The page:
My colleague Ryan Radia and I recently sent this letter to The New York Times:
Editor, New York Times:
Catherine Rampell’s September 7 article, “Once a Dynamo, the Tech Sector Is Slow to Hire,” mourns the recent decline in U.S. data processing jobs. She blames much of the decline on the automation of previously tedious tasks.
May we suggest one way to get those jobs back: No more automation. Ban the use of computers for data processing. Imagine how much information flows through today’s global economy in an average day. Computers handle most of the load. That costs millions of jobs.
The effects would reverberate far beyond the tech sector. The paper, pen, and pencil industries would also boom.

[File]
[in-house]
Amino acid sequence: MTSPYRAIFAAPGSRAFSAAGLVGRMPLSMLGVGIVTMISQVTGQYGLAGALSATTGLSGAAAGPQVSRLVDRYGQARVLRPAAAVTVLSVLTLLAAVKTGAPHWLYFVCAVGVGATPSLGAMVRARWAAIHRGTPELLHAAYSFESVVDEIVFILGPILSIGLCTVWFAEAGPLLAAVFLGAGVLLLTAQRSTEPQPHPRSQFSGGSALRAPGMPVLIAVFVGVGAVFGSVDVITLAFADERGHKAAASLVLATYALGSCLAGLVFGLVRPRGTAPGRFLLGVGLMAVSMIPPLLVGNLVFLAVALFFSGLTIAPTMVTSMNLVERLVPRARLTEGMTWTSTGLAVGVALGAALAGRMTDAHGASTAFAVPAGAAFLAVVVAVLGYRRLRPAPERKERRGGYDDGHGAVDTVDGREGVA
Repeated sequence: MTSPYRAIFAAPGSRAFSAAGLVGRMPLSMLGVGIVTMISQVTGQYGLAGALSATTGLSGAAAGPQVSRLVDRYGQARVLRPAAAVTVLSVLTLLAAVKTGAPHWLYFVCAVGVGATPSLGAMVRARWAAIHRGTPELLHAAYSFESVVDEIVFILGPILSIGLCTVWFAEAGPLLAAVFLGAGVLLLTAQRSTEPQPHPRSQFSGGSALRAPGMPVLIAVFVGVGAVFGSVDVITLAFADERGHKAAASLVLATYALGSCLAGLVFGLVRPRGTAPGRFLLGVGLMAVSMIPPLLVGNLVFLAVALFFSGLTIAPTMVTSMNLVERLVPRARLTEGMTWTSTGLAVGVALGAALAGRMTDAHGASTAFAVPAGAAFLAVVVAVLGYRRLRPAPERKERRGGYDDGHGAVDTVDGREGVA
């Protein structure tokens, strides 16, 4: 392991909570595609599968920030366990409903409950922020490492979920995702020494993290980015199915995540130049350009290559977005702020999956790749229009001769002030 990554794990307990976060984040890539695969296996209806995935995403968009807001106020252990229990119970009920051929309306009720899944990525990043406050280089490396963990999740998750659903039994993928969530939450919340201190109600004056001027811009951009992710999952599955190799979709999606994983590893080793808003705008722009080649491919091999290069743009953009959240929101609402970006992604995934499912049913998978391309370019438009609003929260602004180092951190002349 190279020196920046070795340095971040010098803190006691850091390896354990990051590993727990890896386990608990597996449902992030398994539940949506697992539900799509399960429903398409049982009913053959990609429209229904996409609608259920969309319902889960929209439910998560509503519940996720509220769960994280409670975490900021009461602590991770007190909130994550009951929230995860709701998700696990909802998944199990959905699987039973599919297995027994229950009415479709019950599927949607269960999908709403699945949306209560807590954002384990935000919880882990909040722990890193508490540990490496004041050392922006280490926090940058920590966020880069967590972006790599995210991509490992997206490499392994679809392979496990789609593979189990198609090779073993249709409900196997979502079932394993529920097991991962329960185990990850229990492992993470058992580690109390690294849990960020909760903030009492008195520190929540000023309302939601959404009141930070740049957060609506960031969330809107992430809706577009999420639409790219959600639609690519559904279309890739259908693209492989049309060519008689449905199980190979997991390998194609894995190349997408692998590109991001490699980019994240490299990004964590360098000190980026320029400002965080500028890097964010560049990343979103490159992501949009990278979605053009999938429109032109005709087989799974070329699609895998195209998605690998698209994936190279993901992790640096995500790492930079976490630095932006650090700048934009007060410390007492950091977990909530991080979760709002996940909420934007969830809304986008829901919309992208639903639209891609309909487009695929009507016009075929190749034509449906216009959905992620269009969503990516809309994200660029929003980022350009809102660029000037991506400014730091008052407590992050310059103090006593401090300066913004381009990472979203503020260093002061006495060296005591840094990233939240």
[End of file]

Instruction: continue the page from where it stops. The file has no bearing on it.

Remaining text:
Companies are dead-set on doing more with less. True, that creates more jobs in the long run by freeing up resources — and employees — for new ventures. But if only they would consider doing less with more, they could create more data processing jobs.
Ryan Young and Ryan Radia
Competitive Enterprise Institute
Wow – I’m amazed The New York Time would publish such an awful article!
Regarding the content — hmmm — when a “higher skill becomes a commodity” — isn’t it no longer a “higher skill”?
and on another note….
Just think what eliminating airlines would do to boost the auto industry!
I assume that your letter was sent with mostly humorous intent.
Still, there is a fair chance that we will run into long-term problems as more and more tasks are automated. You may be interested in an article of mine dealing with related issues: http://www.aswedeingermany.de/60Misc/50Automatization.html